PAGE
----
Dike: ‘Crazy’ Barnsley loan shaped me as player


Orlando City SC and United States striker Daryl Dike said his loan spell at Barnsley was a “crazy” experience and helped shape him into the player he is today.

Dike, 21, played 26 games in all competitions for the Championship club after joining on loan in January, scoring 11 goals as Barnsley missed out on promotion to the Premier League in the second-tier playoffs.

“That experience was crazy,” Dike told ESPN. “I mean from a young age you are always watching English football and you always hear about the atmosphere and the fans and the competitive play and all that.

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“So being able to play the entire year and then get into the playoffs and finally be able to play in front of fans at Barnsley and then at Swansea and see the level of competition and the tackles flying in and the fans and the atmosphere. I love it, I think it’s great.

“For me, that experience shaped me into how I am today [both] mentally and physically, how I play both on the field and off the field. It was a great experience for me, it was really important.”

Dike returned to Orlando after the loan and is now on duty with the U.S. national team at the Gold Cup. He’s made his presence felt so far in the tournament, netting twice in a 6-1 win over Martinique on Thursday and being part of the action that forced an own goal for another of the Americans’ tallies.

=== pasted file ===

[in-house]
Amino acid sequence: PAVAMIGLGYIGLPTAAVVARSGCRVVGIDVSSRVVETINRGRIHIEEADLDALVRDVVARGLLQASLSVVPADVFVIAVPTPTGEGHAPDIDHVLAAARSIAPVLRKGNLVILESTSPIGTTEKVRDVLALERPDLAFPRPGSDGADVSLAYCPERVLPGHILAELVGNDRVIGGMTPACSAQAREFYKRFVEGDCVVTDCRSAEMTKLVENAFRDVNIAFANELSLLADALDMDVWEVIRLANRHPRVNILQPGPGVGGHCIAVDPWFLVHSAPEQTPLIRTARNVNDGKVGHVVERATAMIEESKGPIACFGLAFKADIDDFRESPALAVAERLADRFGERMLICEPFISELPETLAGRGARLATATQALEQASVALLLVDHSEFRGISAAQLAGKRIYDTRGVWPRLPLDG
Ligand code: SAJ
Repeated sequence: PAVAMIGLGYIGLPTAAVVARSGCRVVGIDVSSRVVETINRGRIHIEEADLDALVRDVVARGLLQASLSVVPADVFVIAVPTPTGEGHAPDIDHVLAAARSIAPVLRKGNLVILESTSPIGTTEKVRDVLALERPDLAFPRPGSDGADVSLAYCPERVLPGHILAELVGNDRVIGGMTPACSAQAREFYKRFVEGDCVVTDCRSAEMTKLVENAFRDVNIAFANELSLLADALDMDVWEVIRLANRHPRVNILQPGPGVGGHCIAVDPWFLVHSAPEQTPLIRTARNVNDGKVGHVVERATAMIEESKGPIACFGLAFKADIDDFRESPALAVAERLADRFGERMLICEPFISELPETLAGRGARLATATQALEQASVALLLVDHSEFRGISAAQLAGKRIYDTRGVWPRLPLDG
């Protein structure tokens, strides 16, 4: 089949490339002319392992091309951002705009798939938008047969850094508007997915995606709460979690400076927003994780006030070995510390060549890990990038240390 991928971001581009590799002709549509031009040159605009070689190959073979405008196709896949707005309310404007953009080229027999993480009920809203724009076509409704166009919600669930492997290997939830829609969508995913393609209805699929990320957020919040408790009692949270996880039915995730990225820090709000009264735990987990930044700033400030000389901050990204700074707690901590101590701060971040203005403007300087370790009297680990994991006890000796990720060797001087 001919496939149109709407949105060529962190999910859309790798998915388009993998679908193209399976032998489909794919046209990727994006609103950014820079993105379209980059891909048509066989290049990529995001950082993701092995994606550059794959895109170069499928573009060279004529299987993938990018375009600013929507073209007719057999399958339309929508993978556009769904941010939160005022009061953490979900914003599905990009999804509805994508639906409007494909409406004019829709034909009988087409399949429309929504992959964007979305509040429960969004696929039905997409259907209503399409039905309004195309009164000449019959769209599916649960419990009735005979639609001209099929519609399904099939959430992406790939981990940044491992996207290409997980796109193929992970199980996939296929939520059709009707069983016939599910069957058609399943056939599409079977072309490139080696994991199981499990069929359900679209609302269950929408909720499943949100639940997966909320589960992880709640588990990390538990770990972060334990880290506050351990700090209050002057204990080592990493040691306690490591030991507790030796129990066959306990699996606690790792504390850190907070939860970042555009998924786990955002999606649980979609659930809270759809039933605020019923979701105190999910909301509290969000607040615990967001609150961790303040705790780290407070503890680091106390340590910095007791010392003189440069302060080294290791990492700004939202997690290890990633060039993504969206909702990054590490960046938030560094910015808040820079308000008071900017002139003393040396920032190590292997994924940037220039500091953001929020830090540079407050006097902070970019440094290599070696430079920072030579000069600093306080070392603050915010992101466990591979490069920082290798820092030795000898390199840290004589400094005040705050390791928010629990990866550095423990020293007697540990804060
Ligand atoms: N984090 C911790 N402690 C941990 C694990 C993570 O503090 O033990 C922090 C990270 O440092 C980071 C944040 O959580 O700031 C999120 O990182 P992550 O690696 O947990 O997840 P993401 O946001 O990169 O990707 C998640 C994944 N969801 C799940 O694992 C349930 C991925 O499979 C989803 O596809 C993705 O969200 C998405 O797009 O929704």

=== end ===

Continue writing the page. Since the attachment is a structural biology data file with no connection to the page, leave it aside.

The Gold Cup squad is largely comprised of Major League Soccer players and doesn’t include some of the Americans’ top stars like Christian Pulisic, Weston McKennie and Giovanni Reyna, but Dike said the competition among the team was great and that he is hopeful he can be a starter up front for Gregg Berhalter’s side in the future.

“I think, obviously, I’ve had aspirations and I always say that I want to be the best, but I also recognize the quality of the guys here,” Dike said. “You see the strikers that are here and you know the ones that aren’t here like Jordan [Morris], Josh [Sargent], there’s tons and tons around. Everybody brings something to the table, but of course I want to be playing, of course I want to be starting.

“I’m going to every single training, working as hard as I can, and every single game showing what I can do. When the decision comes on [who is playing] in the game, I know I’ve put myself in the best position. It doesn’t matter where you play, there’s always going to be quality players whether that’s with the national team or wherever.”

The U.S. resumes CONCACAF World Cup qualifying in September with a visit to El Salvador, before hosting Canada in Nashville and travelling to Honduras for a third match all in the span of less than 10 days.

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